When you are sworn in as Nigeria’s president on May 29, 2015, you will be saddled with leading a divided, disjointed, unsafe, economically weak, and virtually impoverished country. The task before you is arguably tougher than what Barack Obama had to face in his first election as America’s President after the disastrous years of the George Bush presidency. With Nigerians divided along ethnic and religious lines perhaps more than ever before, a wobbling ‘federal’ structure showing the inability of most federating units to function, security of lives and property across Nigeria at one of its lowest ebb, an oil-dependent economy in doldrums due to corruption and the fall in global oil prices, and more than 50 percent of the population living below the poverty line, you sure have an unenviable task. A large part of the challenges may have been caused by the actions and inactions of the outgoing President Goodluck Jonathan, but your performance in office, just like Obama’s, will not be judged by the action(s) of your predecessors, but by your own actions while in office.
While not elaborating on individual sectors of the Nigerian economy, and irrespective of the knowledge that you contested on the platform of a party that has its own manifesto, I believe that there are five areas a Buhari presidency should consider focussing on.
Ethnic and Religious Division
If anyone needs evidence of the extent of ethnic and religious polarisation in Nigeria, all the person needs do is to study the pattern of voting in the 2015 elections, both across and within states. That the new president will be presiding over a divided country is not in doubt, what people will monitor is how much efforts you will put into uniting and creating a truly Nigerian nationality and not ethno-religious nationalities as currently is the case. You may not be able to change the actions of the outgoing administration that helped worsen the divide, but from your first day in office, you must ensure you take no action that will further divide Nigeria. The principle of justice and fairness upon which you campaigned must be held as foremost. The federal character principle that has allowed mediocrity and incompetence take charge of important sectors of Nigeria’s public polity must be debated and revisited. If unity is to be promoted and encouraged, then the president must see all Nigerians as equals and ensure all Nigerians have equal chances at public institutions and benefits based on skills and competences and irrespective of where they come from or the God they serve. Challenges that exist in particular areas should be resolved but not at the detriment of other areas. Muhammadu Buhari must realise that governing Nigeria is not a zero sum game and must aggressively pursue uniting the country.
This was separated from ethnic and religious divisions because, among others, one can be resolved without the other. Nigeria cannot progress with the current structure where states as federating units run cap in hand to Abuja every month to collect money that would make their states function. The most successful countries in the world are those that practise true federalism, albeit in different forms.
I know that the call for true federalism was virtually jettisoned by many of its adherents to allow the formation and success of your All Progressives Congress, APC. I also know that some of your core supporters, perhaps including yourself, do not believe in true federalism out of fear it would negatively affect a section of the country. But a comparison of Nigeria’s growth and development when it practised true federalism in the late 50’s and early 60’s to the current unitary structure imposed by the military shows the former would lead to a more successful country. The fears of negative impacts of true federalism on a section of the country is addressed in various documents on the topic, including that by the Afenifere Renewal Group, ARG, and also the report of the last National Conference. Would you like to be remembered as a president who tried his best to make the country, as it is, work or as one who put in place a better structured and more efficient Nigeria? Do you really believe that a presidential system that allows corrupt moneybags and public officials bankroll elections is what Nigeria needs? I’m sure you know that some governors and other persons had to use state funds and other public resources to bankroll your election without which your campaign would not have been able to match that of the outgoing government that used the country’s virtually unlimited federal resources. Should that continue to repeat itself? Only a restructuring of Nigeria’s political and economic system can put a stop to that. But the question is, would you be bold enough to help restructure Nigeria?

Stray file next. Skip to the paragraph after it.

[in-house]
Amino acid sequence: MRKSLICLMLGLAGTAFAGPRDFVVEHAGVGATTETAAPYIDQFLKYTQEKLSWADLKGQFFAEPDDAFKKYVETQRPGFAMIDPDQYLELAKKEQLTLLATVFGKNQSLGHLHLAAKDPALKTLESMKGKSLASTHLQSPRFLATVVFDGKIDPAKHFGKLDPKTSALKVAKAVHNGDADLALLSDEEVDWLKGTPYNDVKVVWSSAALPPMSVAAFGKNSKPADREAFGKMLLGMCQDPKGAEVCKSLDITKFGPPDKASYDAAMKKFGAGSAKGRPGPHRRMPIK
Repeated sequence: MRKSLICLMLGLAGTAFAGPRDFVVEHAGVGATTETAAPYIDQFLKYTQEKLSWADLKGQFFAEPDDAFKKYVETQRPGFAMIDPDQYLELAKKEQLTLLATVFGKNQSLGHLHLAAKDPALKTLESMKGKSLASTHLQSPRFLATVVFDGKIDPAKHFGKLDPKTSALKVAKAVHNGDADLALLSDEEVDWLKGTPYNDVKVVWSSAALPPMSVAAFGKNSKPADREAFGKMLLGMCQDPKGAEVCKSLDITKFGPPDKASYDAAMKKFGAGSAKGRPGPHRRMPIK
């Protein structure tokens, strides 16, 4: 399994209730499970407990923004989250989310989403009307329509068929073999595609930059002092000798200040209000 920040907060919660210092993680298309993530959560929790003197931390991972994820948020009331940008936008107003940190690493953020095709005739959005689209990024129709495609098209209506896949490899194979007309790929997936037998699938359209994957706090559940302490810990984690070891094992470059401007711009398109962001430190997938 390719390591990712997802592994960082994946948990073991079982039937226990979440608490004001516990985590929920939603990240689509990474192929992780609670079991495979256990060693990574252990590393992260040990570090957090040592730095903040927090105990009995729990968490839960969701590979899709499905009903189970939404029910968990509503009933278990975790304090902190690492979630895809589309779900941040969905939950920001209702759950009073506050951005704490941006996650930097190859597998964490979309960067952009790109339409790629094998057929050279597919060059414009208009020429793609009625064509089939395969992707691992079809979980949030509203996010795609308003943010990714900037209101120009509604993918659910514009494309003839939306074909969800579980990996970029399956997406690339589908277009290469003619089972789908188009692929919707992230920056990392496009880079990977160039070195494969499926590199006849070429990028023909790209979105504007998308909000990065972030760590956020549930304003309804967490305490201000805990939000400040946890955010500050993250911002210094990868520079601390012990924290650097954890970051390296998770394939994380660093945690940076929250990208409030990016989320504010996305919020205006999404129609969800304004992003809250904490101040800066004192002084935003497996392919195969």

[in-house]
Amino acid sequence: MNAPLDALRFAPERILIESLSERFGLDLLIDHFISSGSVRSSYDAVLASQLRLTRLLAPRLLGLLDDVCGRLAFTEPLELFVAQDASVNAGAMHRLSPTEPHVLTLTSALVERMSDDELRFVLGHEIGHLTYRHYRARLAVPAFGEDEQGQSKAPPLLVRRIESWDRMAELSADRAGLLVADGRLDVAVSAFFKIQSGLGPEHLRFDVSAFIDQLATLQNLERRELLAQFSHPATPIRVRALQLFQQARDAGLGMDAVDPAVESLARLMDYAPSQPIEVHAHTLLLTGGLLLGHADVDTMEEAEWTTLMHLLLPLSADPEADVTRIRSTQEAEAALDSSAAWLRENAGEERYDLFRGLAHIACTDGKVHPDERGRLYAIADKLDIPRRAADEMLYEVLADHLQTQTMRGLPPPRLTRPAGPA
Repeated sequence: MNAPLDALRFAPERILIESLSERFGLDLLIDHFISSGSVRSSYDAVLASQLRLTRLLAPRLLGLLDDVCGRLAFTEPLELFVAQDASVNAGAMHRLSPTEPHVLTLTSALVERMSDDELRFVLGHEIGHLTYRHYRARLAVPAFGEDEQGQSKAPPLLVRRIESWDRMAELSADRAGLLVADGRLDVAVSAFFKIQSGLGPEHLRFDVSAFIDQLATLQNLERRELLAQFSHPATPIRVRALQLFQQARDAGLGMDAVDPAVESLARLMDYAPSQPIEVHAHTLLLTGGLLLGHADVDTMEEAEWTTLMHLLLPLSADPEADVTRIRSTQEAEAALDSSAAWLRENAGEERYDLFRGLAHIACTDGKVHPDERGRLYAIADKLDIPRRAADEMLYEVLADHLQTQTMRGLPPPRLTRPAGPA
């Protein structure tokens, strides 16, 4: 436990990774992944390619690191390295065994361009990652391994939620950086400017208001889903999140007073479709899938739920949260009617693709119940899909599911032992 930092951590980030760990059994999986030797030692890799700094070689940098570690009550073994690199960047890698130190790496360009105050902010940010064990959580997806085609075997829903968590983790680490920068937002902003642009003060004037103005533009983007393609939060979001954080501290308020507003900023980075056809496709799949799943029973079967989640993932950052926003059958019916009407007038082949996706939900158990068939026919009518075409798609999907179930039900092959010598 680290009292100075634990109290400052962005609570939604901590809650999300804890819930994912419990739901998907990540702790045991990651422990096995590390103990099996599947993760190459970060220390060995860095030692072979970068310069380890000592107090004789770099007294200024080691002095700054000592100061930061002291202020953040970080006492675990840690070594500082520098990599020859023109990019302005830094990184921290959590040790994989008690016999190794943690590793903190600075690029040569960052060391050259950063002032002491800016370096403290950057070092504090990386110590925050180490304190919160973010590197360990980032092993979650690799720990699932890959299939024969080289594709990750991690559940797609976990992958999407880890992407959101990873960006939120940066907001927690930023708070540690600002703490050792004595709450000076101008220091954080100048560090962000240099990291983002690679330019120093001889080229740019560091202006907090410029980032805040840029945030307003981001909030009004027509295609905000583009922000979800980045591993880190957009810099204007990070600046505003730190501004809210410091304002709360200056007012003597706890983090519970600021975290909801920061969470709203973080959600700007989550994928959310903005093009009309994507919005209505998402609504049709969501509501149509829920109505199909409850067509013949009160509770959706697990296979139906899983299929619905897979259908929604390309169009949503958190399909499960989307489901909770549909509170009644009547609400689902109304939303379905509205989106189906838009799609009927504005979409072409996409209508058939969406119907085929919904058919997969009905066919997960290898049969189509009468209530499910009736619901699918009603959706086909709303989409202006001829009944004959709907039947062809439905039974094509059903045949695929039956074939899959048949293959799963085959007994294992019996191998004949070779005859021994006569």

Security of Lives and Property
From the Boko Haram insurgency in northern (mainly north-eastern) Nigeria, to ethno-religious crises in the north-central and north-eastern states, to the seemingly unstoppable high rate of kidnapping in the south-south and south-east, and several other acts of insecurity across the country, the last few years have been some of the worst for Nigerians. As the new president, you must act fast to check the situation. Hopefully your military background will help in this aspect. While appropriate attention should be paid to the military and other security outfits, perhaps the one most desirous of urgent attention is the police which is primarily responsible for the maintenance of law and order in the country. The Nigeria Police Force should be adequately reformed. Attention should be paid to police welfare, training and equipment. A well motivated, trained and equipped police would ensure that our military is restricted to its primary task of protecting the country’s territorial integrity. Just as the police is reformed, the judiciary also needs to be for the efficient security of lives and property. Should you decide to support the restructuring of the Nigerian polity as suggested, then entrenching state/regional and community policing, as well as efficient and independent state/regional and local judiciaries would also help. Since the basic essence of governance is the security of lives and property, then you must consider this as a priority.